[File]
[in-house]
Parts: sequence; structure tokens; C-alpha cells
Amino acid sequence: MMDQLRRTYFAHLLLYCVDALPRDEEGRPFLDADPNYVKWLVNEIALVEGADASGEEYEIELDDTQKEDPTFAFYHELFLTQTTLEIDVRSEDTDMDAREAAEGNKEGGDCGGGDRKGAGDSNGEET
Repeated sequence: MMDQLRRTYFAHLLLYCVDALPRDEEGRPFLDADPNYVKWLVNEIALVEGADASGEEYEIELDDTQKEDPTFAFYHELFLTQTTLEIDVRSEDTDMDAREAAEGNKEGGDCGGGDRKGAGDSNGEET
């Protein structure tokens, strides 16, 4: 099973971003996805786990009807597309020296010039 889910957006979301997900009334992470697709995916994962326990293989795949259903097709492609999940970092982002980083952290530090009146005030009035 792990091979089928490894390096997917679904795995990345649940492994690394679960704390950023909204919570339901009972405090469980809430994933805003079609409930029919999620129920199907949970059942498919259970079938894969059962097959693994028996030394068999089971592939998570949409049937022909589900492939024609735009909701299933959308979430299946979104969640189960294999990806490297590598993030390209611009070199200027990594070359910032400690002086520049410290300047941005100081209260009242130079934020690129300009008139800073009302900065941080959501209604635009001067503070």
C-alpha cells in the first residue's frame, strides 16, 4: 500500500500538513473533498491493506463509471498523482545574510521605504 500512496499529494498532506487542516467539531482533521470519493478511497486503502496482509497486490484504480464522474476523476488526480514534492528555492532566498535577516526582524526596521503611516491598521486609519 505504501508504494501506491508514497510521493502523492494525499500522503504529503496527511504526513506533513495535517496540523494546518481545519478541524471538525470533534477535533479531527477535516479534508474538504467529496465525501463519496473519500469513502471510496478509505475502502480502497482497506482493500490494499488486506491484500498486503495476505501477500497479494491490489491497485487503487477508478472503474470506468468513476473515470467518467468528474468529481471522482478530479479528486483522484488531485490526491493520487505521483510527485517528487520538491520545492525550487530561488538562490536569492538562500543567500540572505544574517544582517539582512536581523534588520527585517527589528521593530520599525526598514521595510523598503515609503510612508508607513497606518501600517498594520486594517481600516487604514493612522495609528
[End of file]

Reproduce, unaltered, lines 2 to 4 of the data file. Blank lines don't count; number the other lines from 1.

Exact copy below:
Parts: sequence; structure tokens; C-alpha cells
Amino acid sequence: MMDQLRRTYFAHLLLYCVDALPRDEEGRPFLDADPNYVKWLVNEIALVEGADASGEEYEIELDDTQKEDPTFAFYHELFLTQTTLEIDVRSEDTDMDAREAAEGNKEGGDCGGGDRKGAGDSNGEET
Repeated sequence: MMDQLRRTYFAHLLLYCVDALPRDEEGRPFLDADPNYVKWLVNEIALVEGADASGEEYEIELDDTQKEDPTFAFYHELFLTQTTLEIDVRSEDTDMDAREAAEGNKEGGDCGGGDRKGAGDSNGEET